The global telehealth market will potentially be worth $459.8 billion by 2030. If Mark Zuckerberg has his way, the metaverse will be well advanced by then and actively contributing to this number.
You’ll no longer be looking at a patient talking to you in real-life on a Zoom call. Instead, you’ll be interacting with a 3D avatar and creating virtual simulations as viable treatment options.
The metaverse is the way of the future and it’s important for you to know as much as you can about it so that you can be prepared to take your healthcare practice to the next level.
This article explains everything you need to know about the metaverse, what it will possibly look like, and how it’s likely to change telehealth.
But first, let’s go down memory lane and look more closely at the history of telehealth.
A Brief History of Telehealth
Telehealth has been an important part of healthcare for decades with demand for it increasing because of the peculiarities of the COVID-19 pandemic. To put things in context from a pandemic perspective — research published by the Rand Corporation revealed that “only 22 percent of Canadian primary care facilities reported offering patients the option to directly communicate by email or secure website about a medical question.” Things changed at the peak of the pandemic when “60 percent of consultations between patients and primary care physicians in Canada were held virtually.”
Looking at how telehealth evolved over time helps paint a clearer picture of how the metaverse will impact the sector’s growth moving forward. Here’s a brief history of telehealth.
We’ve moved from two-way video consultations via TV setups to having secure healthcare appointments via Zoom to now having virtual treatment rooms in the metaverse. Technology is rapidly changing the way healthcare professionals provide patient care!
Facebook nearly broke the internet last year with its name change and announcement of a shifted focus to building the metaverse, an alternate reality many believe will be the successor to the modern internet. Mark Zuckerberg believes that the metaverse will become mainstream within the next five to 10 years. And Bloomberg supports his theory by predicting that the metaverse may be an $800 billion market by 2024.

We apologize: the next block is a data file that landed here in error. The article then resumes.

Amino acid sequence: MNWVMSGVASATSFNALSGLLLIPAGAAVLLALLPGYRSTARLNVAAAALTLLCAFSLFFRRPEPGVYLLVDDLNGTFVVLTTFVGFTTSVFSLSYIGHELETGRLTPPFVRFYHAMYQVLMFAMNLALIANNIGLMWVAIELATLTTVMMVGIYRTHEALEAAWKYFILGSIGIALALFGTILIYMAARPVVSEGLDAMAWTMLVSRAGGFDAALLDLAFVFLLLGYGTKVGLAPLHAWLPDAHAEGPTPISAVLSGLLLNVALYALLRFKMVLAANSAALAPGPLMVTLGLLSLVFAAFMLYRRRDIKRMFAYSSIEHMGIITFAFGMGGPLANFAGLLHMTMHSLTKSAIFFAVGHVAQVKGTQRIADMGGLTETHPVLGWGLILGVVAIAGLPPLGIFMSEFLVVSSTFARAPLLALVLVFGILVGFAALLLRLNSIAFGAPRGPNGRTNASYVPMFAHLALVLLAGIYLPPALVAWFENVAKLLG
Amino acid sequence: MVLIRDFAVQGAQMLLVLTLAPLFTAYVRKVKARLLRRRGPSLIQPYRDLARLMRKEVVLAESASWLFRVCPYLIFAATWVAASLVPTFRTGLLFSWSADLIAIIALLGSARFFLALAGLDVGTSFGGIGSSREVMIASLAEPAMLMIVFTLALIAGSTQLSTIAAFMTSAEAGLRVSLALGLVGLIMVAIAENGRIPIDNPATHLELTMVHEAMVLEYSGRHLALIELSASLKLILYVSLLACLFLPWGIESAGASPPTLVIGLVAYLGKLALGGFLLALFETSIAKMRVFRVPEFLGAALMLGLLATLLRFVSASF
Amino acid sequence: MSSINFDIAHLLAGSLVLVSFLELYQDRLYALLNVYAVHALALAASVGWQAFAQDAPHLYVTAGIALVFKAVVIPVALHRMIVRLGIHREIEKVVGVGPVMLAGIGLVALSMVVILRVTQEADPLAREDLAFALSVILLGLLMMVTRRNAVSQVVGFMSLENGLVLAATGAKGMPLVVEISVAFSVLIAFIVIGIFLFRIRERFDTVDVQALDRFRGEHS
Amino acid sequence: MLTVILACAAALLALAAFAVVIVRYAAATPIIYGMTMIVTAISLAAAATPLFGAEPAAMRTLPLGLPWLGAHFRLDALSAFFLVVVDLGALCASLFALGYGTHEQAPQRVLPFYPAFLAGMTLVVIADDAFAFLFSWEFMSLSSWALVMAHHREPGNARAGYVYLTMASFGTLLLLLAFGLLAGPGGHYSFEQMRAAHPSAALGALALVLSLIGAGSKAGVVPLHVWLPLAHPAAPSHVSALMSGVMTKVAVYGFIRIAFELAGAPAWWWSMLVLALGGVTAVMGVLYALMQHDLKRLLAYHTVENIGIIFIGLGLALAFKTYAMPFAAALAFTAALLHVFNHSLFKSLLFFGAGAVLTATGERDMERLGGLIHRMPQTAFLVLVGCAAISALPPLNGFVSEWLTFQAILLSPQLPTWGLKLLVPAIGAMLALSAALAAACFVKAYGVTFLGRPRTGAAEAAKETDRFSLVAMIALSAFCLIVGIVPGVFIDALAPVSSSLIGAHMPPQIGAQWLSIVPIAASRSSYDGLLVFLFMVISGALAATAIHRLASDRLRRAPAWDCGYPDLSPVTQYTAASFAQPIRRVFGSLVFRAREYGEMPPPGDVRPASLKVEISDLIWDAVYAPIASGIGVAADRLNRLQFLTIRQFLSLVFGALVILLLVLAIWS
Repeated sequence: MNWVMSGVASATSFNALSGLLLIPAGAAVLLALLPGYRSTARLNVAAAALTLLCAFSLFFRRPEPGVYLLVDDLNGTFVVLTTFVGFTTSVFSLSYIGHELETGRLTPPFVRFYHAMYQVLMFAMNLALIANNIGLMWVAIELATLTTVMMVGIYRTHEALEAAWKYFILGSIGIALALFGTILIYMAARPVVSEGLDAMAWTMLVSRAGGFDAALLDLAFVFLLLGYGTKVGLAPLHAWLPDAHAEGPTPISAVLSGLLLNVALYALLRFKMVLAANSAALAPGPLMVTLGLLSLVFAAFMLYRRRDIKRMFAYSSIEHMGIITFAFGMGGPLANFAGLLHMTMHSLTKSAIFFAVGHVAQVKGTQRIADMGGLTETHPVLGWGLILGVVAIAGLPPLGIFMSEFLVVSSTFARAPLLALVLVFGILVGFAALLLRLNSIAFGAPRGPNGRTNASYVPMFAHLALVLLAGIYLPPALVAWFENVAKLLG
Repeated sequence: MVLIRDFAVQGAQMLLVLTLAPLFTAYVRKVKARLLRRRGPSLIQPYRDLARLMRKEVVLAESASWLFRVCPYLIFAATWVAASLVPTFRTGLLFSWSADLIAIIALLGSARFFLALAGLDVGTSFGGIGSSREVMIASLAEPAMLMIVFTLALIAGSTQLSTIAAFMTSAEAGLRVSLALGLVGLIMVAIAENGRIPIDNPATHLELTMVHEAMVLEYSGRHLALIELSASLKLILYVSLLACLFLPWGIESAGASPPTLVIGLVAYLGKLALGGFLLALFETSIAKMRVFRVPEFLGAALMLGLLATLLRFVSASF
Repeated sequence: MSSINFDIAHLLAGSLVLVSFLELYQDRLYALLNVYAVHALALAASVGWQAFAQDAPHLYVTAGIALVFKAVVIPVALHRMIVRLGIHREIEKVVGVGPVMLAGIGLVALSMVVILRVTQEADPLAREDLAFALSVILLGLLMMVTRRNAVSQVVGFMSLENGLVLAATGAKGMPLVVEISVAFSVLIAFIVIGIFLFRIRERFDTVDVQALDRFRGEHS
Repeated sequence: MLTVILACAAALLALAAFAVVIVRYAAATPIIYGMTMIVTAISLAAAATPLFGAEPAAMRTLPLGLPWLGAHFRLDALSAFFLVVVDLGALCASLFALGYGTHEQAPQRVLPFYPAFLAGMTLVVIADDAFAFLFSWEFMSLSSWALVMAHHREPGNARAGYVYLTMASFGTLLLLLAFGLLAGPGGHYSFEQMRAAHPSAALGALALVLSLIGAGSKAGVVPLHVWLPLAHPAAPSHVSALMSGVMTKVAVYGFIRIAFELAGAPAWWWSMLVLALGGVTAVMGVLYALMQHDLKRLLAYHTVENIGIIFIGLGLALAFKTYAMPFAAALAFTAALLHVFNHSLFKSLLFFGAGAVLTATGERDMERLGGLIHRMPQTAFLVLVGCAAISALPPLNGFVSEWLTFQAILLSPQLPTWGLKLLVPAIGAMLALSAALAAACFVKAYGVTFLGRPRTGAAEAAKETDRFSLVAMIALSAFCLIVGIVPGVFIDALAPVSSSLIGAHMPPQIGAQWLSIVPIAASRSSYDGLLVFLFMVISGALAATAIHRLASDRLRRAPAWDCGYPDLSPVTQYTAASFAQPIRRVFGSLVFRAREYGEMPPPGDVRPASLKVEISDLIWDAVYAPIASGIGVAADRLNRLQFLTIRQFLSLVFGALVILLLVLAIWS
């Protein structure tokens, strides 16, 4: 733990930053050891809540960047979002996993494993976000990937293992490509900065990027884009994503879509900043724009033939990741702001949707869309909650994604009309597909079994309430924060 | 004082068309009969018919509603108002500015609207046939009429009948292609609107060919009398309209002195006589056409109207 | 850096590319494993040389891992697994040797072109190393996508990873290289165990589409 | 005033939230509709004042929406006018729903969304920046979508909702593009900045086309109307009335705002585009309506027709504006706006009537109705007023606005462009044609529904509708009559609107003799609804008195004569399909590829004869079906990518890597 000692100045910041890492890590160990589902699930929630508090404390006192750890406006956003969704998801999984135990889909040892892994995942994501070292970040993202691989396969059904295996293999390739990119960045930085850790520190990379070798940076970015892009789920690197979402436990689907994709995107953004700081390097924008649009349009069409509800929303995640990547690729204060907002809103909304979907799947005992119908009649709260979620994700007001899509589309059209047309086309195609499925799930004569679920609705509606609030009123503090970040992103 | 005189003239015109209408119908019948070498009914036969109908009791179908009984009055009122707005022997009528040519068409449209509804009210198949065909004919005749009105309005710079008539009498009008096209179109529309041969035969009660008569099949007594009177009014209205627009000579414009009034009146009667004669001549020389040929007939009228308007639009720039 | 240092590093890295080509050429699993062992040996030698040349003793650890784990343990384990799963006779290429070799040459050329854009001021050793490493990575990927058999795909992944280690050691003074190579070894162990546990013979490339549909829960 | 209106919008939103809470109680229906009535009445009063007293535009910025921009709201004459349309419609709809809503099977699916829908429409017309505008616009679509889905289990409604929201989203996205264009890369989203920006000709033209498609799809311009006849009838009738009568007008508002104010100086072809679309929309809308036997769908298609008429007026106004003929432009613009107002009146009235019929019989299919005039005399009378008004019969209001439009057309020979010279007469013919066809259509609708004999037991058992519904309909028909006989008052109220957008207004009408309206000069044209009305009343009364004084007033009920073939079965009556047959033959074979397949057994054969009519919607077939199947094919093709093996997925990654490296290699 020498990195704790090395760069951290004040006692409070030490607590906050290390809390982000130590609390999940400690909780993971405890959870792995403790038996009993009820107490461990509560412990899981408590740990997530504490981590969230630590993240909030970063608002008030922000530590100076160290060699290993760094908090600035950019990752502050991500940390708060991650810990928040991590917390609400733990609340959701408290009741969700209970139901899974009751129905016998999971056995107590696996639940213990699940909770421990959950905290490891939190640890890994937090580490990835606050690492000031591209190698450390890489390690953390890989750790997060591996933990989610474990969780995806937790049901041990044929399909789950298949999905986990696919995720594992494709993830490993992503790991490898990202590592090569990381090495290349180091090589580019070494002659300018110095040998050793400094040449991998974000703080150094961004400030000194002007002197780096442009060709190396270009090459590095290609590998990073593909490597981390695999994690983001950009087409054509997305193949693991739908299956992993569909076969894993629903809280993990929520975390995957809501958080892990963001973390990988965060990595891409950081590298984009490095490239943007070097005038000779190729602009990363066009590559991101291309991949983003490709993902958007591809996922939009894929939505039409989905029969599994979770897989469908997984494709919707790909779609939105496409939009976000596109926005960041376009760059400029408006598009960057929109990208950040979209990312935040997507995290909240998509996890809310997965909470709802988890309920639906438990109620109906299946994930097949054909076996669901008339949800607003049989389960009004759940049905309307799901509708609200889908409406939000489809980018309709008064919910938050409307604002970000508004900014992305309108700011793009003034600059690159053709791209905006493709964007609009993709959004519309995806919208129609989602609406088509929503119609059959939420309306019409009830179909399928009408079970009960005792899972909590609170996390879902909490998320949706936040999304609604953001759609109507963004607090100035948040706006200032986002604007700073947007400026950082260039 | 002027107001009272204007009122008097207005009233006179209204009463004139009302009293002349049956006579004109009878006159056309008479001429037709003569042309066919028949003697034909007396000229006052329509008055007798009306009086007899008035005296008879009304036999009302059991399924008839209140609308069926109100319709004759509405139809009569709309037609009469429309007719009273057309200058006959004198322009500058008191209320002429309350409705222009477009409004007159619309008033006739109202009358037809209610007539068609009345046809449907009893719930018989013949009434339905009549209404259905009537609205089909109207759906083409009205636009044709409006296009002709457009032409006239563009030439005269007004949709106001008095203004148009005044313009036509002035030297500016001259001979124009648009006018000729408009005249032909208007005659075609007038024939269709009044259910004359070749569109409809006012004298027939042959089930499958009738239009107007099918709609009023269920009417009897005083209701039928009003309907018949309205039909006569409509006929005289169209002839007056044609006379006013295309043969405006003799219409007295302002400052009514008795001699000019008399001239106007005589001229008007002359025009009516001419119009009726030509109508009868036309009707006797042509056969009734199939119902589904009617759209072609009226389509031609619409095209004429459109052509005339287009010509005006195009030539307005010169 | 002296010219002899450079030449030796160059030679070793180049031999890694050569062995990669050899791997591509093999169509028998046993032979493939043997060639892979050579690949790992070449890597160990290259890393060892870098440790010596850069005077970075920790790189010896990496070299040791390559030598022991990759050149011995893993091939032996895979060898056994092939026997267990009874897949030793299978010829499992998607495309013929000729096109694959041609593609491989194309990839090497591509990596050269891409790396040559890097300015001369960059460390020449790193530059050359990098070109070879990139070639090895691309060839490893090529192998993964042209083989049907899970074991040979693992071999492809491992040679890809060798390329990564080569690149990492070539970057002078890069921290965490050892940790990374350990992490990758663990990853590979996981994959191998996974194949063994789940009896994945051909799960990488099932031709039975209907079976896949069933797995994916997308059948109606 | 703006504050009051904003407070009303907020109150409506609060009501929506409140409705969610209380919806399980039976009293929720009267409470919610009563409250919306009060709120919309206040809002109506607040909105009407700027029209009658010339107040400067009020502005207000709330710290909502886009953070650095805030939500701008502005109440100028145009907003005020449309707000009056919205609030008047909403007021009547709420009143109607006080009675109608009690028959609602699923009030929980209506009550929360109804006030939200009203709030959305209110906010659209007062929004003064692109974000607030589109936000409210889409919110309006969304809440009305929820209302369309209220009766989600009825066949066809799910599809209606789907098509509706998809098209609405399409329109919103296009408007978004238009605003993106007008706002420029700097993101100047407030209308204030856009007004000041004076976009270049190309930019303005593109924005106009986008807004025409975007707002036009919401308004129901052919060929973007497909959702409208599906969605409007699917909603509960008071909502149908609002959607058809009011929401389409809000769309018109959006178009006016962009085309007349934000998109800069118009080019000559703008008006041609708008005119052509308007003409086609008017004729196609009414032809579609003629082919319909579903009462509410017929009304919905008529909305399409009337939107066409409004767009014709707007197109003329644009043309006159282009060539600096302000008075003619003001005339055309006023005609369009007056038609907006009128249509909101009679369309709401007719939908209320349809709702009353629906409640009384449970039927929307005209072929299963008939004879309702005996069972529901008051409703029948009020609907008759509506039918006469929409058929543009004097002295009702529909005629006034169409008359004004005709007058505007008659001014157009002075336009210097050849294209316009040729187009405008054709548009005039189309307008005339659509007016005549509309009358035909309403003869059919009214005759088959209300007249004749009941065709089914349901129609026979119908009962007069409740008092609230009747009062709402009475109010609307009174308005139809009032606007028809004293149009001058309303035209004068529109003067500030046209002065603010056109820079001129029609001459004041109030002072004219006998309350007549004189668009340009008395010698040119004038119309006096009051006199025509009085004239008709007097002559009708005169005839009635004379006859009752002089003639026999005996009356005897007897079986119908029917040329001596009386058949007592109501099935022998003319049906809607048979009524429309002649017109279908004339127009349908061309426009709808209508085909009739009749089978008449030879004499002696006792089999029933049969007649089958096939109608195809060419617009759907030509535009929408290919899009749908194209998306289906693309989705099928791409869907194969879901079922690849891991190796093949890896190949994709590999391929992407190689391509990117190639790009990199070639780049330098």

With all the hype surrounding the metaverse, we need to understand what it is, whether it’s something that will truly become mainstream, and what this means for telehealth moving forward.
What is the Metaverse and How Does it Work?
The metaverse is an alternative universe where virtual reality and augmented reality combine to simulate a real-world immersive experience, regardless of where people are located.
When you enter the metaverse, you’re given a virtual presence that allows you to interact with other people and even pay for goods and services using cryptocurrencies. Each metaverse platform has its own cryptocurrency.
There are already three prominent metaverse platforms: Sandbox, Mirandus, and Decentraland. But these metaverse platforms focus heavily on gaming, creative expression, and social interaction. The closest metaverse-like experiences in healthcare so far come from companies such as XR Health, BehavaVR, Tripp, and AppliedVR.
How Will the Metaverse Matter to Your Healthcare Practice?
Some people believe the metaverse is a far-reaching concept. For now, it seems to be a digital world perfect for avid gamers. But Tiernan Ray, founder of The Technology Letter, believes that the metaverse as a virtual world where we carry out things we would normally do in the real world won’t become reality.
The real question becomes — what if the metaverse succeeds? How will its success impact healthcare? We can’t say with 100% certainty what will happen but we can suggest the outlook for healthcare in the metaverse based on current trends.
The Pros of the Metaverse for Healthcare
- There’ll be a new way to collaborate.
Instead of meeting other healthcare professionals for Zoom consultations, your 3D metaverse avatars can meet to discuss treatment plans and test new medical technology. Whether you’ll prefer this 3D experience to seeing a real person on a Zoom call is debatable.